Apple In Talks For Major Sports Rights
Apple has moved to get themselves into a position in the sports streaming market with insiders revealing that they are in talks to get access to selective games played in a major code.
For Apple, Google and Amazon Australia is a strong market despite being small, with insiders in the USA telling ChannelNews, that it will be “inevitable” that they start bidding for live sports events locally such as Cricket, NRL, Tennis and AFL as the rights become available in the future.
Overnight it emerged that Apple is looking to bid for Major League Baseball games in the USA a move that could cost them billions.
Recently Amazon moved into the live sports market with a $1.37 billion dollar deal to air “Thursday Night Football,”.
If successful Apple the most valuable U.S. tech company will get a major content boost for its streaming service, Apple TV+.
On CNBC this morning experts were tipping that Google, Apple and Amazon will be among the bidders for sports rights globally going forward and that this will put pressure on local players.
In Australia ViacomCBS own Channel Ten and have recently launched a new streaming service Paramount +, this gives them the “perfect” opportunity to lock in both free to air and streaming rights.
In the USA NBC who own the Peacock network signed a $13 Billion dollar a year contract for Sunday Night NFL football rights on an 11-year contract.
Apple is currently in talks with Major League Baseball to acquire selective rights to games a move that allows them to test the response from Apple customers.
The rights aren’t exclusive, as the games can still be aired on regional sports networks (RSNs) for the teams that are playing.
Observers claim that for Apple it’s an important entry point and one that could see Apple move to bigger sports packages if this investment works out.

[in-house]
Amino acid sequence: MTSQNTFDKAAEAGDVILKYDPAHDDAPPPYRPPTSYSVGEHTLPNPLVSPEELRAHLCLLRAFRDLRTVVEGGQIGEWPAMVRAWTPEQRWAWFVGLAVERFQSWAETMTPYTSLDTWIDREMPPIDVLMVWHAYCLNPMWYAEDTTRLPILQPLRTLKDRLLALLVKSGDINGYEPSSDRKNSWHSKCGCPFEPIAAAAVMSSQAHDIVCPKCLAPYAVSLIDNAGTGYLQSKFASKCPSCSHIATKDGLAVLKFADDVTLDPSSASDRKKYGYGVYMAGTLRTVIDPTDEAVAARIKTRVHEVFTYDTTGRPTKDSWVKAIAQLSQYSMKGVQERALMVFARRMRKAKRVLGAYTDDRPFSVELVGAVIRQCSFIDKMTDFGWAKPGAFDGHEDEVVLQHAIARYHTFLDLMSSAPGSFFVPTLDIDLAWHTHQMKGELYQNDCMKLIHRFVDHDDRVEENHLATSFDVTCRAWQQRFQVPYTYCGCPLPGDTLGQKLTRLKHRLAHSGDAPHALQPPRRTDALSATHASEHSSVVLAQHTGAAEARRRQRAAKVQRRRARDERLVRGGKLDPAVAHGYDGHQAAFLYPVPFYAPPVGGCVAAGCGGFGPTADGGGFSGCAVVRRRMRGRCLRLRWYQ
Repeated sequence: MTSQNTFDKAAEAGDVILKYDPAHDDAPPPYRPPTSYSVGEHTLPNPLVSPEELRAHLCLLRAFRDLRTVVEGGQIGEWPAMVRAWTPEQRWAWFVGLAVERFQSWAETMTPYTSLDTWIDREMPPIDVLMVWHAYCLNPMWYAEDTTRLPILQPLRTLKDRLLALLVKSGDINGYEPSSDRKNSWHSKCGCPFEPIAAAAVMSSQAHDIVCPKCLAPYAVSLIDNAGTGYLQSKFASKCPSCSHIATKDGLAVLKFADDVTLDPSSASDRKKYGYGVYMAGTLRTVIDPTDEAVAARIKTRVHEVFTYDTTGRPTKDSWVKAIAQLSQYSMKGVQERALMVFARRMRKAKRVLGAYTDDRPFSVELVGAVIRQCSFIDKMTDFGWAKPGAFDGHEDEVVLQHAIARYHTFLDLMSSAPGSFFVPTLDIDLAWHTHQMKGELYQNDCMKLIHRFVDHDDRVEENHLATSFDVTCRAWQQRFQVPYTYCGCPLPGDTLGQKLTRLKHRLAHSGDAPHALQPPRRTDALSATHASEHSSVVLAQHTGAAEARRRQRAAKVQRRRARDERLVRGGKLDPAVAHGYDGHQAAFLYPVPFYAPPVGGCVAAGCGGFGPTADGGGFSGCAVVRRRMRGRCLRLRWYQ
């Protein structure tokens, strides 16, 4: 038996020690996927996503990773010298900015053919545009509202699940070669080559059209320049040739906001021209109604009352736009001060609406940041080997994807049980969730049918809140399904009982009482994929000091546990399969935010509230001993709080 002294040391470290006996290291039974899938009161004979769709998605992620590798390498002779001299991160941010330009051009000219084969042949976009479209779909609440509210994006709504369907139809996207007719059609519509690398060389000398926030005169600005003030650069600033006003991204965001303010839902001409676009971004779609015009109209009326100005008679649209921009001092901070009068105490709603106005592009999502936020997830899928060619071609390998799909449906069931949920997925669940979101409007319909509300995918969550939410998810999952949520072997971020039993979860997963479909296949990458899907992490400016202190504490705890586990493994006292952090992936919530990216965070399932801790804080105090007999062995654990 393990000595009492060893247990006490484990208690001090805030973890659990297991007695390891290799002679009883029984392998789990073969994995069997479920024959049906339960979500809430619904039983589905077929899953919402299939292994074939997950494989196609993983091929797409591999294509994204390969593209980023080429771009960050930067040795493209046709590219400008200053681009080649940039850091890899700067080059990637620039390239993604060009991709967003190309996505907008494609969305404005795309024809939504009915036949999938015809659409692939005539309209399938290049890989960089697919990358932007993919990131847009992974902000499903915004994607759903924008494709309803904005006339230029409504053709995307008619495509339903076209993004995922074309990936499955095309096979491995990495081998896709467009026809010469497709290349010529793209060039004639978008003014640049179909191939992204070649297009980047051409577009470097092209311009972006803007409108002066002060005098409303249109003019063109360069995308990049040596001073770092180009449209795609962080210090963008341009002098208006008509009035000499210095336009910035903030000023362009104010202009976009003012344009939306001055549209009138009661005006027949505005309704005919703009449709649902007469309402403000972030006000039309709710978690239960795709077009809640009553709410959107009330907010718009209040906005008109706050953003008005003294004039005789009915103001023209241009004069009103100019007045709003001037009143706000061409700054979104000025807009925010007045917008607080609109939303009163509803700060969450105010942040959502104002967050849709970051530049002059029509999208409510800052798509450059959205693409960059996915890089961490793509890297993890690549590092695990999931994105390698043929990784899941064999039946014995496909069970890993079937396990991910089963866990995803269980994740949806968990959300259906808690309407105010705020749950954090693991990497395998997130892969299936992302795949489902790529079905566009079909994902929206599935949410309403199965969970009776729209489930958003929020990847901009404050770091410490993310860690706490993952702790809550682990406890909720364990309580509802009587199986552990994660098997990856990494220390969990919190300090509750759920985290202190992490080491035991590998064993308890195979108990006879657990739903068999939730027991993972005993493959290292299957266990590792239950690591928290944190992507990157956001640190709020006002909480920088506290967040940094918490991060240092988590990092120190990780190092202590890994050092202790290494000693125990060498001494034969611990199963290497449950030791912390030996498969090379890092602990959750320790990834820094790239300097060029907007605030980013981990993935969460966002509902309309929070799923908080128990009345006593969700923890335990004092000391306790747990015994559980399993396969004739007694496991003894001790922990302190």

Lee Berke, CEO of LHB Sports, which advises the sports entertainment industry.
“When you’re looking to develop a content strategy on any media platform, one of the quickest ways to do it, and expensive by the way, is to add sports,” Berke said.
But Berke said a cash-rich tech company like Apple would “absolutely” pay for sports rights if they deliver or lock in consumers.
“Apple has the money to purchase a wide range of sports over and above the MLB package,” Berke said. “But to demonstrate they can do this properly; they have to work their way up the ladder.”
Berke likened Apple’s position to a situation another company faced a century ago.
In the early 1920s, electronics manufacturer RCA created radio sets. The company then purchased radio stations and, in 1926, created the National Broadcasting Co. NBC agreed with MLB to air the first World Series on the radio. (NBCUniversal is now the parent of NBC and CNBC.)
“RCA was trying to sell radio sets, and Apple is trying to sell headsets,” Berke said. “The same principle applies.”
Apple has a whole ecosystem that it can present to consumers, he said.
“You need to get in the game if you’re Apple,” Berke said. “If Apple is looking to increase usage of Apple TV+ but also looking to sell additional hardware – phones, watches, iPads – then sports provide you with a ready-made mass audience.”
The pandemic changed media consumption, making a deal between MLB and Apple more attractive to both parties.
In Australia Amazon Prime is believed to have bid for the rights to Formula One. In the end Foxtel retained the rights for the next three years.
In 2019, Amazon also purchased shares of the YES Network, which airs New York Yankees games, and streams the regular-season contests. It has a deal with the Women’s National Basketball Association around its in-season tournament, an idea the NBA wants to adopt, as well as tennis streaming rights.
“Step by step, they’ve built a very substantial portfolio in sports, not just in the U.S. but worldwide,” said Berke. “It’s a multiyear process to demonstrate that you have the chops in terms of production, sales, distribution on a professional level that’s glitch-free.”